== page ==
The average load carriage capacity in females and males was 159.57 ± 2.01 and 163.85 ± 2.65 kg, respectively, which is equivalent to 57% and 54% of BW for females and males. As reported by the owners, the mules carried approximately 13 sacks (162.5 kg) in 8- to 9-h working days with a break of between 1 and 2 weeks during the month, depending on the activity in the sugar mill. Some authors have recommended that working equids with optimal body conditions can support loads on their back between 33% and 50% of their BW (Powell et al., 2008). These loading values of >50% of BW on the back exceed the percentages of weight recommended for horses of the same weight. Different studies (Matsuura et al., 2013; Powell et al., 2008) have argued that despite the greater strength of a mule than that of a horse of the same weight, subjecting working horses to loads on their backs of >30% of their weight for long working days can cause stress to the animal and have consequences in the joints, leading to injuries in the dorsal region. Although the maximum load carriage capacity that a horse or mule can carry on its back depends on several variables, it is essential to determine whether the animal has the appropriate load weight based on its movements.

Exploratory studies in the subtropics and tropics, such as those in Chile (Tadich & Stuardo, 2014), Cuba (Ramajo et al., 2000) and Venezuela (Pineda & Florio-Luis, 2016) have determined that mules in mountain areas have BWs ranging from 200 to 345 kg and that they carry work loads of 100 kg in daily shifts from 9 to 10 h. In the study conducted by (Pineda & Florio-Luis, 2016), they recommend not exceeding 100 kg because of the difficulty of transportation in areas with steep slopes and fatigue that is caused in animals because of the complexity of the mountain topography. Further, mules working with moderate loads would have better animal welfare and a higher life expectancy (Ramajo et al., 2000).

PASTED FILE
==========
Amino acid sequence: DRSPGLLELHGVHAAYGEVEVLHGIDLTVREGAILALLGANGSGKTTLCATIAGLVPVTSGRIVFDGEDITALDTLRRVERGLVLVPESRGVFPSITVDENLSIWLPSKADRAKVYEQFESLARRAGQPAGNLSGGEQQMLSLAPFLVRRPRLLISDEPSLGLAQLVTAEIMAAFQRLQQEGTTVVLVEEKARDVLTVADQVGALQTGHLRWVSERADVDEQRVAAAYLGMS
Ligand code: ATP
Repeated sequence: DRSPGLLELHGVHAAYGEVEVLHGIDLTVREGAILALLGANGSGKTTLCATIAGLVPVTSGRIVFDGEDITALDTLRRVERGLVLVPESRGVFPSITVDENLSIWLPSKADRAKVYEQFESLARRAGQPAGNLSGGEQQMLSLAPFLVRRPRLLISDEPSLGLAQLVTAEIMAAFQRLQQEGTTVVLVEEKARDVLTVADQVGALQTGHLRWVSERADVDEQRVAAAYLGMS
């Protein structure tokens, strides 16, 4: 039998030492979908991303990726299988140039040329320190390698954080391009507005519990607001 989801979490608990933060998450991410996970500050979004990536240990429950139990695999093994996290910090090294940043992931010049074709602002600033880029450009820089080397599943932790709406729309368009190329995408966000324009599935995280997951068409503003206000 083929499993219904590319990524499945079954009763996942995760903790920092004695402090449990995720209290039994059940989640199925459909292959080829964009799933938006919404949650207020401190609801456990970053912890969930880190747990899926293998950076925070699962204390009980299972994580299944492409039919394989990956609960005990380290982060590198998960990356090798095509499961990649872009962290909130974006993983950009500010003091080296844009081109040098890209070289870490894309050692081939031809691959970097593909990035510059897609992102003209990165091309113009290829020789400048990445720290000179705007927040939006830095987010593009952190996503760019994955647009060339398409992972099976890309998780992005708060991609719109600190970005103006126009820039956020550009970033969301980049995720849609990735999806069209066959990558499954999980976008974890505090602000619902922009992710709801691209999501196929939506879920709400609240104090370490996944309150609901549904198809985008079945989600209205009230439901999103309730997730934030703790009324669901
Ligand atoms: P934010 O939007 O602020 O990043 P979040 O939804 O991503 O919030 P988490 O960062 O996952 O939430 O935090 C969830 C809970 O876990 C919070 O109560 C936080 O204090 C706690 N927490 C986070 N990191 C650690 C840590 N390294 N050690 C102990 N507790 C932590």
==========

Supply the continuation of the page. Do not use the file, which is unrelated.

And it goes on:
The coefficients of correlation between morphometric characteristics of working mules are presented in Table 2. The highest and positive correlations (r > 0.5) were obtained in WH-BL, WH-BW, WH-TP, NL-BW, TP-BW, BW-LCI, and TP-LCI and high but negative correlations (r < −0.5) were obtained in TP-BI, BI-PI, and BI-LCI. These results are similar to those reported in studies conducted in tropical countries (Yilmaz et al., 2012, 2013) where it is important to highlight that for working equids, based on the carriage capacity, it is necessary to search for phenotypically short-bodied or brevity individuals with a larger TP.

The principal component analysis demonstrated that the first two components explain 81.78% of the variance in relationships presented by morphometric variables and body indices. Figure 2 shows a positive relationship in component 1 (X-axis) between variables BL, WH, LW, TP, and LCI, and these, in turn, has a negative relationship with BI. A positive relationship was observed between NL and BI in component two (Y-axis).